Hip Bursitis

Hip Bursitis is the most common cause of hip pain. Generally, it is a non-infectious condition caused by the inflammation of closed fluid-filled sacs called bursae. A major indication of hip bursitis is sharp pain at the hip, which usually extends through the thigh area. Normally, the pain is worse at night.

There are two types of hip bursitis: trochanteric bursitis that causes a dull, burning pain in the outer hip, frequently made worse by stair climbing and excessive walking; and ischial bursitis that causes a dull pain in the upper buttock area and occurs when climbing uphill and during prolonged sitting or squatting.

Occasionally, hip bursitis is diagnosed by a comprehensive physical examination to the tender areas at the hip. Additional tests such as X-ray, MRI, and bone scanning are performed to rule out other possible conditions or injuries.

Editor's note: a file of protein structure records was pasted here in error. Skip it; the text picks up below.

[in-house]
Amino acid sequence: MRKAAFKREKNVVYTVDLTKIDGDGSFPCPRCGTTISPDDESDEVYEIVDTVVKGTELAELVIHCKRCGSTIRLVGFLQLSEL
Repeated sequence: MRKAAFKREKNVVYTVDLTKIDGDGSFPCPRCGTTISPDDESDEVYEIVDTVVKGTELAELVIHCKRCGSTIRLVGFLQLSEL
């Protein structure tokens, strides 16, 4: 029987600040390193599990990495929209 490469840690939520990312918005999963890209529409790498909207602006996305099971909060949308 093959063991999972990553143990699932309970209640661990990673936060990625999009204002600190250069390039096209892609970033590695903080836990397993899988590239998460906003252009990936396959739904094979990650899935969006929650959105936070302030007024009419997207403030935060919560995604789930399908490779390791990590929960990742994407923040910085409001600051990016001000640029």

Initial treatment for hip bursitis doesn’t require surgery; a person suffering from bursitis can experience relief with modification of activities and simple lifestyle changes, such as avoiding activities that might worsen the condition. If symptoms persist, anaesthetic and non-steroidal anti-inflammatory drugs (NSAIDs) are used to control the pain and inflammation. Surgery is only done when bursae remain inflamed. Removal of the bursae does not affect the hip.

Hip bursitis can be prevented by avoiding activities that make the bursa inflammation worse. Avoid monotonous activities that put pressure on the hips. Stretching exercises, weight reduction, and wearing properly fitted shoes are advisable to patients with hip bursitis. Maintain flexibility and strength of the hip muscles. Physical-therapy programmes can help too.